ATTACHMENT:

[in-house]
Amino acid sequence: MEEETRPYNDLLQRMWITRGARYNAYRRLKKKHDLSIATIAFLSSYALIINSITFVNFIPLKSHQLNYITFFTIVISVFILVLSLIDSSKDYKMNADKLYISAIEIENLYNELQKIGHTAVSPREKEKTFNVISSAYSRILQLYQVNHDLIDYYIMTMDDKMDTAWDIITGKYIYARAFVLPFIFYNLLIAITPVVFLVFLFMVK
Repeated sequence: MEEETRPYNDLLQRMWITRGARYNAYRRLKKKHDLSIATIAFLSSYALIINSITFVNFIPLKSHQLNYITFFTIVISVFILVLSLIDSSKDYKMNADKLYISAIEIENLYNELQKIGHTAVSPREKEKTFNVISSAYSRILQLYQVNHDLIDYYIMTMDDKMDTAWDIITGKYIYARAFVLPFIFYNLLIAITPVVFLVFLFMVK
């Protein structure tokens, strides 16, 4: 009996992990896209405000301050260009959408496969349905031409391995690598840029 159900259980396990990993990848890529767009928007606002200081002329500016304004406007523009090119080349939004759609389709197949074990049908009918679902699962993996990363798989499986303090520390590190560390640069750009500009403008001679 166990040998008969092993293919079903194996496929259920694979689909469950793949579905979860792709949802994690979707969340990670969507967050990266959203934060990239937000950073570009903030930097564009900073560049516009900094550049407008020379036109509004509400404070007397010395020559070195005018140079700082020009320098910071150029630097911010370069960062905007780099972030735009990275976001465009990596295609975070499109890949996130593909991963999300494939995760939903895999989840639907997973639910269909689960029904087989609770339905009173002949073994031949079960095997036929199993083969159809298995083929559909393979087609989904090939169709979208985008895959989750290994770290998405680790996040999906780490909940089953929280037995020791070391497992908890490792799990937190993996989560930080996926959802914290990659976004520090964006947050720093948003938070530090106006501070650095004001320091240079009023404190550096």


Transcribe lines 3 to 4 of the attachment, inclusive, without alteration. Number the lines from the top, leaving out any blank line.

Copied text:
Repeated sequence: MEEETRPYNDLLQRMWITRGARYNAYRRLKKKHDLSIATIAFLSSYALIINSITFVNFIPLKSHQLNYITFFTIVISVFILVLSLIDSSKDYKMNADKLYISAIEIENLYNELQKIGHTAVSPREKEKTFNVISSAYSRILQLYQVNHDLIDYYIMTMDDKMDTAWDIITGKYIYARAFVLPFIFYNLLIAITPVVFLVFLFMVK
């Protein structure tokens, strides 16, 4: 009996992990896209405000301050260009959408496969349905031409391995690598840029 159900259980396990990993990848890529767009928007606002200081002329500016304004406007523009090119080349939004759609389709197949074990049908009918679902699962993996990363798989499986303090520390590190560390640069750009500009403008001679 166990040998008969092993293919079903194996496929259920694979689909469950793949579905979860792709949802994690979707969340990670969507967050990266959203934060990239937000950073570009903030930097564009900073560049516009900094550049407008020379036109509004509400404070007397010395020559070195005018140079700082020009320098910071150029630097911010370069960062905007780099972030735009990275976001465009990596295609975070499109890949996130593909991963999300494939995760939903895999989840639907997973639910269909689960029904087989609770339905009173002949073994031949079960095997036929199993083969159809298995083929559909393979087609989904090939169709979208985008895959989750290994770290998405680790996040999906780490909940089953929280037995020791070391497992908890490792799990937190993996989560930080996926959802914290990659976004520090964006947050720093948003938070530090106006501070650095004001320091240079009023404190550096």